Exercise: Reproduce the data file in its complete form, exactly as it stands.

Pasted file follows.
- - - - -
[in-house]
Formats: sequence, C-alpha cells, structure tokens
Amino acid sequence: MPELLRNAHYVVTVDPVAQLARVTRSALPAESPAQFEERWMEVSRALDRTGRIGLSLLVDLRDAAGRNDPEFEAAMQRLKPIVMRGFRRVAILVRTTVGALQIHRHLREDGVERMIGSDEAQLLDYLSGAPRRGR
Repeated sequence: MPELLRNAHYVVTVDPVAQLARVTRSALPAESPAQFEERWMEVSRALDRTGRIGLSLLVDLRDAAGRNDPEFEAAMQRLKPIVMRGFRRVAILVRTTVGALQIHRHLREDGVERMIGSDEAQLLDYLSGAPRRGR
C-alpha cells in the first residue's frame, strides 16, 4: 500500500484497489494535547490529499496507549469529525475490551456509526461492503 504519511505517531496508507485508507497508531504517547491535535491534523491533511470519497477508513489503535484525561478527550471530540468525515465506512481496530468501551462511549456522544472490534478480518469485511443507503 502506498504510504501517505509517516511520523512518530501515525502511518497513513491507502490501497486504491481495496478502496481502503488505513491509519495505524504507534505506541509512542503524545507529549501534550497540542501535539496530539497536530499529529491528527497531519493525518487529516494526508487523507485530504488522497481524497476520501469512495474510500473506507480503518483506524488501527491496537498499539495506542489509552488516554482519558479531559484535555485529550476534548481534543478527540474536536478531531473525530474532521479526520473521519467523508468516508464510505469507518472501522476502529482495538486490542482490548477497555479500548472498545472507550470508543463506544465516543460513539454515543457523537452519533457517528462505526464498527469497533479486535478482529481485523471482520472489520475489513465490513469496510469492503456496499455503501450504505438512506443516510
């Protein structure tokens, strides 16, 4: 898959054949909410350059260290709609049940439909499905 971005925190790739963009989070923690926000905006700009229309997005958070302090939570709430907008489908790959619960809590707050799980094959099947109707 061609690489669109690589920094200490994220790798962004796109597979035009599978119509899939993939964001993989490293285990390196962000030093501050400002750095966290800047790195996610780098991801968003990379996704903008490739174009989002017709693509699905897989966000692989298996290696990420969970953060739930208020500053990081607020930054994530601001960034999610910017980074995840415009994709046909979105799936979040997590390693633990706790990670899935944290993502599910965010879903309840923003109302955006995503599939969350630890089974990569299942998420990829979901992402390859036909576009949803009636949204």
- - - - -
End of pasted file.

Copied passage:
[in-house]
Formats: sequence, C-alpha cells, structure tokens
Amino acid sequence: MPELLRNAHYVVTVDPVAQLARVTRSALPAESPAQFEERWMEVSRALDRTGRIGLSLLVDLRDAAGRNDPEFEAAMQRLKPIVMRGFRRVAILVRTTVGALQIHRHLREDGVERMIGSDEAQLLDYLSGAPRRGR
Repeated sequence: MPELLRNAHYVVTVDPVAQLARVTRSALPAESPAQFEERWMEVSRALDRTGRIGLSLLVDLRDAAGRNDPEFEAAMQRLKPIVMRGFRRVAILVRTTVGALQIHRHLREDGVERMIGSDEAQLLDYLSGAPRRGR
C-alpha cells in the first residue's frame, strides 16, 4: 500500500484497489494535547490529499496507549469529525475490551456509526461492503 504519511505517531496508507485508507497508531504517547491535535491534523491533511470519497477508513489503535484525561478527550471530540468525515465506512481496530468501551462511549456522544472490534478480518469485511443507503 502506498504510504501517505509517516511520523512518530501515525502511518497513513491507502490501497486504491481495496478502496481502503488505513491509519495505524504507534505506541509512542503524545507529549501534550497540542501535539496530539497536530499529529491528527497531519493525518487529516494526508487523507485530504488522497481524497476520501469512495474510500473506507480503518483506524488501527491496537498499539495506542489509552488516554482519558479531559484535555485529550476534548481534543478527540474536536478531531473525530474532521479526520473521519467523508468516508464510505469507518472501522476502529482495538486490542482490548477497555479500548472498545472507550470508543463506544465516543460513539454515543457523537452519533457517528462505526464498527469497533479486535478482529481485523471482520472489520475489513465490513469496510469492503456496499455503501450504505438512506443516510
């Protein structure tokens, strides 16, 4: 898959054949909410350059260290709609049940439909499905 971005925190790739963009989070923690926000905006700009229309997005958070302090939570709430907008489908790959619960809590707050799980094959099947109707 061609690489669109690589920094200490994220790798962004796109597979035009599978119509899939993939964001993989490293285990390196962000030093501050400002750095966290800047790195996610780098991801968003990379996704903008490739174009989002017709693509699905897989966000692989298996290696990420969970953060739930208020500053990081607020930054994530601001960034999610910017980074995840415009994709046909979105799936979040997590390693633990706790990670899935944290993502599910965010879903309840923003109302955006995503599939969350630890089974990569299942998420990829979901992402390859036909576009949803009636949204």